Press Information Bureau
Government of India
Ministry of Railways
21-February-2007 17:9 IST
Indian Railways: Glorious History

The Union Railway Budget is to be presented on the 26th of February.  Let us take a look at the glorious history of Indian Railways.

Railways continue to be the principal mode of transport in India. Much more than that, it has become a part and parcel of the country’s socio-economic life, impacting not only its culture and socio-economic activities but also largely influencing our art, history and literature besides unifying the people. The Indians have developed an abiding romance with the railways.

Way back in 1853, wheels rolled on rails on 16th April, where the first ever railway train, carrying 400 people in 14 carriages, covered the 21-mile distance between Bombay and Thane in about 75 minutes. The train took off with a regal 21-gun salute to celebrate the occasion. Much water has since flowed down the Arabian Sea. What started as a system to serve the colonial interests of the foreign masters has developed into the main vehicle for socio-economic development of a welfare society.


The planned growth and development of the railway system started from 1951. The increase in terms of route kilometres and rolling stock was significant but not outstanding; while during the same period passenger traffic increased by 360 per cent and revenue-earning freight traffic by 550 per cent. These staggering figures will show how much conscious effort has been put in to improve the productivity of the assets and modernization of technology.

Looking back, some of the major achievements of the railways in the field of customer satisfaction and development are indeed noteworthy. The first and foremost among them is, of course, the introduction of the Rajdhani Express in 1969, the first train to travel at the speed of 130 kilometres per hour, revolutionizing the concept of train travel. This trend continued with the Shatabdi Express making its mark in 1988 with a high speed of 140 kilometres per hour. After a wait of over two decades, the 16.45 kilometres-long Metro underground railway in Kolkata was fully commissioned. Spanning from Dum Dum to Tollygunge, it provided an immense relief to thousands of daily commuters in the city.  The Konkan Railway Project, the 760-km broad-gauge railway line from Roha to Mangalore touching four States has been another landmark. With 1800 bridges and 88 tunnels, including a tunnel as long as 6.5 km—it has already been hailed as the project of the century and its completion in 1997 was a fitting tribute to the Golden Jubilee anniversary of the country’s Independence. The Project Unigauge was launched on April 1, 1992 to develop the backward regions and to connect important places with broad gauge network. So far over 13000 km of metre gauge and narrow gauge have been converted to broad gauge networks. This was a big leap forward to the mantra of "one country, one gauge". Another such unifying factor is the Computerized Reservation System, which at present covers 97 per cent of the reserved passenger population. At present, this facility is spread over 758 locations and it is even available where there is no rail link. Another milestone achieved is introduction of Garib Rath Express fully air-conditioned train connecting different destinations.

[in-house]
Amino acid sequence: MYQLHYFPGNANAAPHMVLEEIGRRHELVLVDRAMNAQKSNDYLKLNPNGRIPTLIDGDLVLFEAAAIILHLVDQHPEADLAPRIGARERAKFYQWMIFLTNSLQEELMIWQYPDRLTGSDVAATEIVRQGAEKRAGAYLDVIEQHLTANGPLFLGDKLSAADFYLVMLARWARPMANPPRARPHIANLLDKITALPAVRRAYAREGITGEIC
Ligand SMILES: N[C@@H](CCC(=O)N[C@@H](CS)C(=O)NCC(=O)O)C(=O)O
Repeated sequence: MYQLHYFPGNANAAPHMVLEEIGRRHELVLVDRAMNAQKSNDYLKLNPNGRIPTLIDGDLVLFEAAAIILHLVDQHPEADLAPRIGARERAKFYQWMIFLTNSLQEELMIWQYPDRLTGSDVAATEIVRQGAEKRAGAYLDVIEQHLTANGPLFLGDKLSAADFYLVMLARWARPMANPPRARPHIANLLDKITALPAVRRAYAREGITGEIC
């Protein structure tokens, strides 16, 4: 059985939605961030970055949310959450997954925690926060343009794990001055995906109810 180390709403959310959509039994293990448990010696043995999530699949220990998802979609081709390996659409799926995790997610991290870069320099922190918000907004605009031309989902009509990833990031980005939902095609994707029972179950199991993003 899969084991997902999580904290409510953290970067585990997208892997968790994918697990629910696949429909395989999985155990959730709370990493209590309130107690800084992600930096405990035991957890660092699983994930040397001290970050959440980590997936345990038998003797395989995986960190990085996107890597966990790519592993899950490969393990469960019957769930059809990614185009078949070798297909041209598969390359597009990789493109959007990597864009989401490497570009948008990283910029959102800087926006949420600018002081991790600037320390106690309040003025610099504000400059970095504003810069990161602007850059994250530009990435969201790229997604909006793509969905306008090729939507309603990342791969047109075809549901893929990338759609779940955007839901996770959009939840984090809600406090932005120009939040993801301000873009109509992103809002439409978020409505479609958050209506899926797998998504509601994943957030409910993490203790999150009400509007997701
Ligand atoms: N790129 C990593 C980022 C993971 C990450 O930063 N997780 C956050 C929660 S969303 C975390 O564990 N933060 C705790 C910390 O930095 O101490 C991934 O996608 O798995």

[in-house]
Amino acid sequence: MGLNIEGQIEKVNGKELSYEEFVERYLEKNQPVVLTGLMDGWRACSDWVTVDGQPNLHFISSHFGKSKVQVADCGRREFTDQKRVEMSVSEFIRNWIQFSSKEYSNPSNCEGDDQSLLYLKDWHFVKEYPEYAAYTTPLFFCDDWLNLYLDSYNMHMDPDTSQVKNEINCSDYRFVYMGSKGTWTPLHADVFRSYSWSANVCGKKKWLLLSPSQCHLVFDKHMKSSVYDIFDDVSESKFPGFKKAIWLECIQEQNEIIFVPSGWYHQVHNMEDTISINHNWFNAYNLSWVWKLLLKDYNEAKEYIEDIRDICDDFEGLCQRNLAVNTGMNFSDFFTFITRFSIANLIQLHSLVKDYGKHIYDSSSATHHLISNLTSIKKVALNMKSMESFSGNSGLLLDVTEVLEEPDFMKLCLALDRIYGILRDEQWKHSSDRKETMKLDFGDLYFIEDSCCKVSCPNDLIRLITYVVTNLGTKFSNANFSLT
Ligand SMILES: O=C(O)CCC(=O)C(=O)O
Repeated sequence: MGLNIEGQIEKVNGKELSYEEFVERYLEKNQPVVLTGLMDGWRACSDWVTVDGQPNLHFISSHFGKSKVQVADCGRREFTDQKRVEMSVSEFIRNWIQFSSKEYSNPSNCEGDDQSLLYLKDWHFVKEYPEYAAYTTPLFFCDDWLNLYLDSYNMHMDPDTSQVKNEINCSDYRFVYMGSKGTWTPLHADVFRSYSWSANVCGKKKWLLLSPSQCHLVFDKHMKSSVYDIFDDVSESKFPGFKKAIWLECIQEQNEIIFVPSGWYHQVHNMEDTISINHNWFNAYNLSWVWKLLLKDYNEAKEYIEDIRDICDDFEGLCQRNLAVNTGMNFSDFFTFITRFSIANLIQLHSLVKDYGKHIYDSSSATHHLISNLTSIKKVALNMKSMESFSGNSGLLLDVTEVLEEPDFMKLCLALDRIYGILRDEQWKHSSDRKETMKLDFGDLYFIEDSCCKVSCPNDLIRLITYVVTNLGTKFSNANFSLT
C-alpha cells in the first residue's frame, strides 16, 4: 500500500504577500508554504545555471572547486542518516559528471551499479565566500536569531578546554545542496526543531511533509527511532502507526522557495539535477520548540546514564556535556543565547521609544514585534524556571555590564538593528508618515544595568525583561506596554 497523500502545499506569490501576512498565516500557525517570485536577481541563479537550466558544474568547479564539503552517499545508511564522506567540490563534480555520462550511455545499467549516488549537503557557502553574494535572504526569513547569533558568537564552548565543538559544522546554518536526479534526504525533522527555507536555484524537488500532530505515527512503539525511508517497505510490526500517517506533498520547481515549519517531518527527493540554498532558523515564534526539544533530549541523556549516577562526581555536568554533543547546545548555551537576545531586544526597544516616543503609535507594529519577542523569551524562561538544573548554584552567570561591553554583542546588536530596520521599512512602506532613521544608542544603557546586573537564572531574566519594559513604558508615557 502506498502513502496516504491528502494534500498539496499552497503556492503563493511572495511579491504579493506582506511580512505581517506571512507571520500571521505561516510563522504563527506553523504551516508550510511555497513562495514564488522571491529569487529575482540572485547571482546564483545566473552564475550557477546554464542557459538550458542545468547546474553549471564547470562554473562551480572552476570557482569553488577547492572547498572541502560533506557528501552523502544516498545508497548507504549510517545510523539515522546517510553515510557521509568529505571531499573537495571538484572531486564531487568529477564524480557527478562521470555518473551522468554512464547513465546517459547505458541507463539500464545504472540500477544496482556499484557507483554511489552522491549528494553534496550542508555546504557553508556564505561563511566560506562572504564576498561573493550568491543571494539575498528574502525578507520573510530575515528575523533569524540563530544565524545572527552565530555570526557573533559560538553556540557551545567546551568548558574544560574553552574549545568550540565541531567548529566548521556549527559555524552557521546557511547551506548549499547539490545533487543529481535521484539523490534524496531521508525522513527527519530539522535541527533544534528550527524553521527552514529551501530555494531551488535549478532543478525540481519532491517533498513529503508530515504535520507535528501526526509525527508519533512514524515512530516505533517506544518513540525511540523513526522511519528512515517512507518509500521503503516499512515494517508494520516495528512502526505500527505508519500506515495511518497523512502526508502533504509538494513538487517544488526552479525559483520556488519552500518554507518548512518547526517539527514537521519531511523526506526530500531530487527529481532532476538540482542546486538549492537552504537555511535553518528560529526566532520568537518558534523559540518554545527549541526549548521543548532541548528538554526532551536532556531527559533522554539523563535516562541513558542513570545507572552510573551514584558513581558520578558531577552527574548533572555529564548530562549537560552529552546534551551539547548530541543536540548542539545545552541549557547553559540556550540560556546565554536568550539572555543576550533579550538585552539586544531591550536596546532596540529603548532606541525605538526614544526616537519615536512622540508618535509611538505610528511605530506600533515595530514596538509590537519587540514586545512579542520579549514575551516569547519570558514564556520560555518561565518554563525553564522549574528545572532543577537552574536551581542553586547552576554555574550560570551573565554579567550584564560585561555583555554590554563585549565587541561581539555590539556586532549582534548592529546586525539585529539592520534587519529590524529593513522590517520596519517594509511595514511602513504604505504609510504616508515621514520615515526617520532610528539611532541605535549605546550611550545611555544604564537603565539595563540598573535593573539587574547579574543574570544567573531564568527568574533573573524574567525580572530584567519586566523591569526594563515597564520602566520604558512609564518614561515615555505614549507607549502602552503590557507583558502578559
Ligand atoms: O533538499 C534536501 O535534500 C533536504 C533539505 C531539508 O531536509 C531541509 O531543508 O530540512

During the British era, there were just four classes in a train—First, Second, Inter and Third. After Independence, not only the Third Class was abolished but a number of new options were also provided—3 Tier, 2-Tier and Chair Cars, suiting everyone’s choice and pocket. The introduction of air-conditioned coaches brought about a new degree of comfort in travel during the summer and winter months. Even in 3-Tier sleepers, cushioned berths were provided and the days of wooden planks were over.

If we look at passenger coaches, the state of changes will be clear. Before 1950, we had only wooden coaches which were very expensive to maintain and which often got telescoped with each other during accidents, affecting the safety of the passengers. Moreover, those were only fit to travel at a maximum speed of 96 KMPH only. In 1949, the Integral Coach Factory was set up in collaboration with a Swedish concern to manufacture anti-telescopic metal-bodied coaches. Since then, more than 170 designs of coaches have been developed. The new coaches have drastically reduced causalities in train accidents and the speed potential has gone up from 96 KMPH to 140 KMPH. Now with the upcoming light weight high speed fire-retardent Linka Hoffmann Busch (LHB) coaches from Germany under manufacture at the Rail Coach Factory, Kapurthala, the Indian Railways’ speed with attendant comfort and safety is going up. We have also seen the introduction of high capacity power cars and Diesel Multiple Units (DMUs). Now coach interiors are being designed with improved fittings and features to enhance their crashworthiness and reduce the impact of accidents. On the wagon front, we largely inherited 4—wheelers with vacuum brakes. These have been steadily replaced with 8—wheelers with air brakes and improved track loading density.